H.R. 5119 would require certain air carriers to submit monthly and annual reports to the Federal Aviation Administration (FAA) on aircraft maintenance and alterations performed outside the United States. The FAA would be required to establish an online repository for that information, analyze the reports, detect any safety issues, and implement corrective actions if necessary. In addition, the FAA would be required to perform other regulatory activities related to aircraft maintenance.
For this estimate, CBO assumes that the bill will be enacted in fiscal year 2020. Under that assumption, the FAA could incur some costs in 2020, but CBO expects that most of the costs would be incurred in 2021 and later. Using information from the FAA on employee compensation and the workload that would result from fulfilling the bill’s requirements, CBO estimates that implementing H.R. 5119 would cost about $4 million over the 2020-2025 period. Any spending would be subject to the availability of appropriated funds. The costs of the legislation would fall within budget function 400 (transportation).
By requiring certain air carriers to submit new reports to the FAA, H.R. 5119 would impose a private-sector mandate as defined in the Unfunded Mandates Reform Act (UMRA). Under current law, air carriers track maintenance performed on each aircraft and submit reports to the FAA when major alterations are performed. H.R. 5119 would broaden those requirements by requiring domestic operators to submit monthly reports on aircraft maintenance, preventive maintenance, or alterations performed outside the United States and annual reports detailing the heavy maintenance work performed on aircraft in the past year. CBO expects that the mandate would affect fewer than 100 airlines by incrementally adding to their maintenance-tracking requirements. CBO estimates, therefore, that the cost of the mandates, mostly for gathering information and preparing new reports, would fall below the annual threshold for private-sector mandates in UMRA ($168 million in 2020, adjusted annually for inflation).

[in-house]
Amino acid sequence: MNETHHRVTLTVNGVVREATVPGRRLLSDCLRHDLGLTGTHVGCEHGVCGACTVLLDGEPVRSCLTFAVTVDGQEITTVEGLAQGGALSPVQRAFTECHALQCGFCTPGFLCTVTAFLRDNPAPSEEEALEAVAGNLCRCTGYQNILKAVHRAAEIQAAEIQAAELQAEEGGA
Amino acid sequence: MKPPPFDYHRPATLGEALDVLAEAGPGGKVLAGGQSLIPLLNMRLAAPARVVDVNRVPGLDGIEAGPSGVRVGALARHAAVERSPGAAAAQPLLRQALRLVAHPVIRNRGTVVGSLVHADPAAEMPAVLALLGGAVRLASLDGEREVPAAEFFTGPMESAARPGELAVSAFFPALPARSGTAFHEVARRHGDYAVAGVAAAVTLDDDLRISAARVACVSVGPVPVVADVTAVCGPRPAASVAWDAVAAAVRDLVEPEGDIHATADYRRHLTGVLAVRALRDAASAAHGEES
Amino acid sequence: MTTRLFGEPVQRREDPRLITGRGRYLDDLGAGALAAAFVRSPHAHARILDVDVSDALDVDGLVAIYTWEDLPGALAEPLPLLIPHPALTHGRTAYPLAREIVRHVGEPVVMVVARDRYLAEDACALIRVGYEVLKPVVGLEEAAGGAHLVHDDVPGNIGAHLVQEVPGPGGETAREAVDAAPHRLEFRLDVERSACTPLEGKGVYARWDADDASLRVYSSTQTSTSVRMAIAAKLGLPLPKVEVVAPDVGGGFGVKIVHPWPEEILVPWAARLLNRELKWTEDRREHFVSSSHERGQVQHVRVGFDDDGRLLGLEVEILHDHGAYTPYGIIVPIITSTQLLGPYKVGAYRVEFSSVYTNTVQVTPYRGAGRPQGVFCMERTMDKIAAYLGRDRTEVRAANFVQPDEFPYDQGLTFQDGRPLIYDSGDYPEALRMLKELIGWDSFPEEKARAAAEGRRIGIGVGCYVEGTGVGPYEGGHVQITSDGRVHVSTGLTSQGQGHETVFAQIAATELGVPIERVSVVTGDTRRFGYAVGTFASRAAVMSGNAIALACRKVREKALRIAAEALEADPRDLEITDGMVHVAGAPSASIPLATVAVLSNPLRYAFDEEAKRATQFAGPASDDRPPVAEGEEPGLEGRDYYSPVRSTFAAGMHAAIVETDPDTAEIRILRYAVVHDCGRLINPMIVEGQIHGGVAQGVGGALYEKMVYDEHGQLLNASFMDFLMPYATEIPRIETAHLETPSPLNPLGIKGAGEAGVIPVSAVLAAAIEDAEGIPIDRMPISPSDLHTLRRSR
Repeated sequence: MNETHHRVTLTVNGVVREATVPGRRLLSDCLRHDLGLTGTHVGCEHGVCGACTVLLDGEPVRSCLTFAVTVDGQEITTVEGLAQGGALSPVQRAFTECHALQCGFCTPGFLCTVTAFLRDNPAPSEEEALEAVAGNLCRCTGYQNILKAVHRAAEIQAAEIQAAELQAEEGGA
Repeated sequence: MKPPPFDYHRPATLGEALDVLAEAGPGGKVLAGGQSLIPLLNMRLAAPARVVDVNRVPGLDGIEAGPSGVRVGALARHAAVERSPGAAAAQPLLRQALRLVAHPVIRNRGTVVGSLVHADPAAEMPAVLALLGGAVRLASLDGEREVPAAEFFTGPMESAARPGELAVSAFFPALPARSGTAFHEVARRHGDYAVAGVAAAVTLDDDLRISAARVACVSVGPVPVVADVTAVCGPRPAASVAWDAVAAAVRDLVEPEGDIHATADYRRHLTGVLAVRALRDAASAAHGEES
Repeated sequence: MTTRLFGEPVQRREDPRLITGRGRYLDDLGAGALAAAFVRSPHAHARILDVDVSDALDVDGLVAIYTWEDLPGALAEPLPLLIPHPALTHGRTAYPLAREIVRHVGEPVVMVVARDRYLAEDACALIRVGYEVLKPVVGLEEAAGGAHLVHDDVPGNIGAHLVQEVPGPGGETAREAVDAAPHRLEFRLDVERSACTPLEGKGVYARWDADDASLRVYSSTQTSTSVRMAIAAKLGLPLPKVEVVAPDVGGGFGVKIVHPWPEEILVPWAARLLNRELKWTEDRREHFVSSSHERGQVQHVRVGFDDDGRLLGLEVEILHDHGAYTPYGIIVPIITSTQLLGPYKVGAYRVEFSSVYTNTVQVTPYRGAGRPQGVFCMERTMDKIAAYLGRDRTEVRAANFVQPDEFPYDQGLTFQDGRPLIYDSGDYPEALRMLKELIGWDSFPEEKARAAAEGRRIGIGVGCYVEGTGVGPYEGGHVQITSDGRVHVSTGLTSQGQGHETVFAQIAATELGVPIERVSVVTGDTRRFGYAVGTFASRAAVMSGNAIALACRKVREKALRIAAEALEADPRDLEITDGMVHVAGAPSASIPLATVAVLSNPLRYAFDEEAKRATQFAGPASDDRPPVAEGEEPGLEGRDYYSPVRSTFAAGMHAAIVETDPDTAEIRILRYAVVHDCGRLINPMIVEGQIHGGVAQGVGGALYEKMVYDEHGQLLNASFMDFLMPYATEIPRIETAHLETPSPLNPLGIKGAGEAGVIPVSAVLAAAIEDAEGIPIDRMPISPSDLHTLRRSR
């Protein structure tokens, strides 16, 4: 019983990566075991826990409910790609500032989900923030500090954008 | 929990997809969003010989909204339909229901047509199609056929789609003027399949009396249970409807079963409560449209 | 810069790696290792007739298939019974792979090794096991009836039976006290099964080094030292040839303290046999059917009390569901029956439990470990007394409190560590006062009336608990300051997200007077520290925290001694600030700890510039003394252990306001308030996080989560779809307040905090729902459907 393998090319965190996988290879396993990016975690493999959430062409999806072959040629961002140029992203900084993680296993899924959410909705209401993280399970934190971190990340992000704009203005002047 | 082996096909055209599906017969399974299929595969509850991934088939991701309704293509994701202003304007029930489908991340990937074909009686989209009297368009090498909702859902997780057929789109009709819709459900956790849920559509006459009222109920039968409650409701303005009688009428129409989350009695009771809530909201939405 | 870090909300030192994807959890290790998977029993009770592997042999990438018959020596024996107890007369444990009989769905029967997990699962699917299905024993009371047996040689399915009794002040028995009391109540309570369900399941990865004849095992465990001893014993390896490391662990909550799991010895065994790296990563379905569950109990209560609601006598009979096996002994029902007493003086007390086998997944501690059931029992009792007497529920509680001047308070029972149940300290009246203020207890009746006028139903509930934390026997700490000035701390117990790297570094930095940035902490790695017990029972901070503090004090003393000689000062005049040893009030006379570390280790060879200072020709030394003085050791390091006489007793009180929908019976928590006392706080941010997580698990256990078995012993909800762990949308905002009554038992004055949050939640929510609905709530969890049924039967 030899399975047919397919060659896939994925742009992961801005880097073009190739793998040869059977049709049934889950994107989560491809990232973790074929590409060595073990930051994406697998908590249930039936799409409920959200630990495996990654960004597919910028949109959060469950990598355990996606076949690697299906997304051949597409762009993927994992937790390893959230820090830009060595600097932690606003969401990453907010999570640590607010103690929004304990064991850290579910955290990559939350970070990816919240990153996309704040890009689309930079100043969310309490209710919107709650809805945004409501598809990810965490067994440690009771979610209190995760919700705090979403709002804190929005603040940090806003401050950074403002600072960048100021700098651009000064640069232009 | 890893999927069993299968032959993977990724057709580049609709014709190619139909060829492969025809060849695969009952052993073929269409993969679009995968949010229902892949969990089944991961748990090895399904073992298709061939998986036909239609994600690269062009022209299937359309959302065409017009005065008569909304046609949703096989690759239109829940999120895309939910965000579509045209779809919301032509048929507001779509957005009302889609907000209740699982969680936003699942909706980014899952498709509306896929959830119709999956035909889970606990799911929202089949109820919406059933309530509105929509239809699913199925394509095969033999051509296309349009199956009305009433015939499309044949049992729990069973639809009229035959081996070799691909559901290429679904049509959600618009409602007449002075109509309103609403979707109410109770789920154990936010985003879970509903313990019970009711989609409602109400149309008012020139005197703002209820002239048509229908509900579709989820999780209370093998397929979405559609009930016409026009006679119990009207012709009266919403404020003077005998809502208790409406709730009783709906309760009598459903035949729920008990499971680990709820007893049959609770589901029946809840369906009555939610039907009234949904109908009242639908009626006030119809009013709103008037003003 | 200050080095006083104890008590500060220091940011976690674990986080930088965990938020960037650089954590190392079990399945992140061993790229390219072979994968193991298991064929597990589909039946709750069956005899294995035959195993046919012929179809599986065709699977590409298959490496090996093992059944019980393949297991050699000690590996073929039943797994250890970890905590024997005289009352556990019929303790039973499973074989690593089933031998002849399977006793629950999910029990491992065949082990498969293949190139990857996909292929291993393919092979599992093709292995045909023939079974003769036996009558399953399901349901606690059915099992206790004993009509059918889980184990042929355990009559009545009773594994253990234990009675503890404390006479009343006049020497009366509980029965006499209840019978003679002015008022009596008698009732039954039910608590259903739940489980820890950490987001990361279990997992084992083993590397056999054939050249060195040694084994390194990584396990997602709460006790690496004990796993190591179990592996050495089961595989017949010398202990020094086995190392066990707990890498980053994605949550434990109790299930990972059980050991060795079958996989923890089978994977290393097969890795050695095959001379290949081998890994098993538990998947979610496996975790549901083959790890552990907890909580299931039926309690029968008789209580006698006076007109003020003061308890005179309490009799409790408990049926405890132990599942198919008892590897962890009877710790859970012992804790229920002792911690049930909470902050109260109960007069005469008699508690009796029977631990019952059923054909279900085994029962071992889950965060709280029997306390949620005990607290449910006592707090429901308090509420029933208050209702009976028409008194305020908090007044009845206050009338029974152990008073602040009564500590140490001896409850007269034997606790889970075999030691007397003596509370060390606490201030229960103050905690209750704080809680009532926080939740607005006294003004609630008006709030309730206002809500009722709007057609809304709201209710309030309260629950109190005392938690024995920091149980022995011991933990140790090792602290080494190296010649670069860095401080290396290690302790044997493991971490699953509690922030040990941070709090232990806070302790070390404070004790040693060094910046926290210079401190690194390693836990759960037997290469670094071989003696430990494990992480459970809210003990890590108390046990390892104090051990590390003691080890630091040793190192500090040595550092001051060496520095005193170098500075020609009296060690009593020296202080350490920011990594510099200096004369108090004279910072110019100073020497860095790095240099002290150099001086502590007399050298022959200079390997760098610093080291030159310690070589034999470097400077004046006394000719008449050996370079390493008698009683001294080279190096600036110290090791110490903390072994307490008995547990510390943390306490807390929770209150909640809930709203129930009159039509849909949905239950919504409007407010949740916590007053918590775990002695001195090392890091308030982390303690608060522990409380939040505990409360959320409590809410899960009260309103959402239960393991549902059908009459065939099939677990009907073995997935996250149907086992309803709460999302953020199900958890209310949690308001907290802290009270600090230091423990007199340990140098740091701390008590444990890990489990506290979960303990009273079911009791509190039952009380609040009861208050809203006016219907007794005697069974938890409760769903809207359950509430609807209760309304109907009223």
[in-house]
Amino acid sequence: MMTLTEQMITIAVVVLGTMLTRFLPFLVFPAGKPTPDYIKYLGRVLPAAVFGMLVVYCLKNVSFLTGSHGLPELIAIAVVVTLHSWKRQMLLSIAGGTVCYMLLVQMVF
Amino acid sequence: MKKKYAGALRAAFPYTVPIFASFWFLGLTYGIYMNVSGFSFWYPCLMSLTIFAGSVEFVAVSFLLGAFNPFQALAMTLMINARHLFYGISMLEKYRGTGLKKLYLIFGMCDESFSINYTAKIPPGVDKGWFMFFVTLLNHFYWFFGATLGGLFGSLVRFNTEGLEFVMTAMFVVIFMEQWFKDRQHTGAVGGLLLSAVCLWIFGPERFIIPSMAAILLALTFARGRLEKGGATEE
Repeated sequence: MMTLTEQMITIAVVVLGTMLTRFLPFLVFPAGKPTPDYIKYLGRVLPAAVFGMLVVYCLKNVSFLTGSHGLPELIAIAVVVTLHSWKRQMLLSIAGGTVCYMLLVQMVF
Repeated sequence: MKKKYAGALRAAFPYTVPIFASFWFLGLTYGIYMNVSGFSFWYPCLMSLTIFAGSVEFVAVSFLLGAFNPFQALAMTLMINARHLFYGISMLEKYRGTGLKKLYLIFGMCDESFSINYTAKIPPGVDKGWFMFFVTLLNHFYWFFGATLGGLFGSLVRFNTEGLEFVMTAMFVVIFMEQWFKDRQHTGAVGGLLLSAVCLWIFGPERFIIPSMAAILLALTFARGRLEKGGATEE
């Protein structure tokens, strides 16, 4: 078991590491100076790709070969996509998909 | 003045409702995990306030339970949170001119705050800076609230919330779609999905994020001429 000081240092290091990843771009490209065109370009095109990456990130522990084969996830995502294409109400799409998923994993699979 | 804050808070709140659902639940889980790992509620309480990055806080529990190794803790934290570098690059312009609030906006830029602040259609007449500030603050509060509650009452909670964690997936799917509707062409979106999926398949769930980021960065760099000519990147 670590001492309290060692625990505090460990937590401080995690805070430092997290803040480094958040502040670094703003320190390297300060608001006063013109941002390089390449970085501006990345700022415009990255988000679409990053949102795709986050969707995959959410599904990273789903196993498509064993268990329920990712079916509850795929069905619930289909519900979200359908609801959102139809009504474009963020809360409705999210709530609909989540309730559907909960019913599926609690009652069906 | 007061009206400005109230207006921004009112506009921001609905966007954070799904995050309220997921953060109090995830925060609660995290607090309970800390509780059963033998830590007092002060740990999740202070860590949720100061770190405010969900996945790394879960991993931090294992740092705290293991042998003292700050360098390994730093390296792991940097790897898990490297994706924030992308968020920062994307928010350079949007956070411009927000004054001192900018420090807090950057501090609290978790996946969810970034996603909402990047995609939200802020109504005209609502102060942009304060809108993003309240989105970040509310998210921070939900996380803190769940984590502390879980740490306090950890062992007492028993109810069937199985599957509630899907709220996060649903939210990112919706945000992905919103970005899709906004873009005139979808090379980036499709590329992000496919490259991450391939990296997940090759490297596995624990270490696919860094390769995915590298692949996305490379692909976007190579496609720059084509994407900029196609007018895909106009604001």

H.R. 5119 contains no intergovernmental mandates as defined in UMRA.